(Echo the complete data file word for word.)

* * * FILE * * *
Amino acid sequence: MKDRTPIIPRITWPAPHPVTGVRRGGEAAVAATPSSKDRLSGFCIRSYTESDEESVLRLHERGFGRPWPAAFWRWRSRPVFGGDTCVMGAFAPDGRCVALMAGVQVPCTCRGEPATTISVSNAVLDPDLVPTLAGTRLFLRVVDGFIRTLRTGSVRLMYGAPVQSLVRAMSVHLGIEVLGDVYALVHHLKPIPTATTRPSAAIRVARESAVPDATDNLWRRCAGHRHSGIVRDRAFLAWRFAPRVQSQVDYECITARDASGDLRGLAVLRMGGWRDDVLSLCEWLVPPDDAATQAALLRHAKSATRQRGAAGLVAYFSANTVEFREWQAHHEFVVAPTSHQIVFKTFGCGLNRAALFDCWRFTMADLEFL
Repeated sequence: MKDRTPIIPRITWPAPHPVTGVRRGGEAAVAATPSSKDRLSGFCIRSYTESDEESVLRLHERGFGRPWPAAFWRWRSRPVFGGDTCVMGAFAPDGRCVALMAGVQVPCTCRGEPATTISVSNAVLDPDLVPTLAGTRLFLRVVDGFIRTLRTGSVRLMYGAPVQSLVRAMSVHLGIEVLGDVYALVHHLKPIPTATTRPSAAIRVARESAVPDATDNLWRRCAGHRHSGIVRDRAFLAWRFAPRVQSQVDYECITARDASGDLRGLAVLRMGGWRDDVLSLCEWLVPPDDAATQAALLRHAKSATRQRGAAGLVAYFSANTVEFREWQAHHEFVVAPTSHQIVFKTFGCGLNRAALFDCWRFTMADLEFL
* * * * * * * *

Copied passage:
Amino acid sequence: MKDRTPIIPRITWPAPHPVTGVRRGGEAAVAATPSSKDRLSGFCIRSYTESDEESVLRLHERGFGRPWPAAFWRWRSRPVFGGDTCVMGAFAPDGRCVALMAGVQVPCTCRGEPATTISVSNAVLDPDLVPTLAGTRLFLRVVDGFIRTLRTGSVRLMYGAPVQSLVRAMSVHLGIEVLGDVYALVHHLKPIPTATTRPSAAIRVARESAVPDATDNLWRRCAGHRHSGIVRDRAFLAWRFAPRVQSQVDYECITARDASGDLRGLAVLRMGGWRDDVLSLCEWLVPPDDAATQAALLRHAKSATRQRGAAGLVAYFSANTVEFREWQAHHEFVVAPTSHQIVFKTFGCGLNRAALFDCWRFTMADLEFL
Repeated sequence: MKDRTPIIPRITWPAPHPVTGVRRGGEAAVAATPSSKDRLSGFCIRSYTESDEESVLRLHERGFGRPWPAAFWRWRSRPVFGGDTCVMGAFAPDGRCVALMAGVQVPCTCRGEPATTISVSNAVLDPDLVPTLAGTRLFLRVVDGFIRTLRTGSVRLMYGAPVQSLVRAMSVHLGIEVLGDVYALVHHLKPIPTATTRPSAAIRVARESAVPDATDNLWRRCAGHRHSGIVRDRAFLAWRFAPRVQSQVDYECITARDASGDLRGLAVLRMGGWRDDVLSLCEWLVPPDDAATQAALLRHAKSATRQRGAAGLVAYFSANTVEFREWQAHHEFVVAPTSHQIVFKTFGCGLNRAALFDCWRFTMADLEFL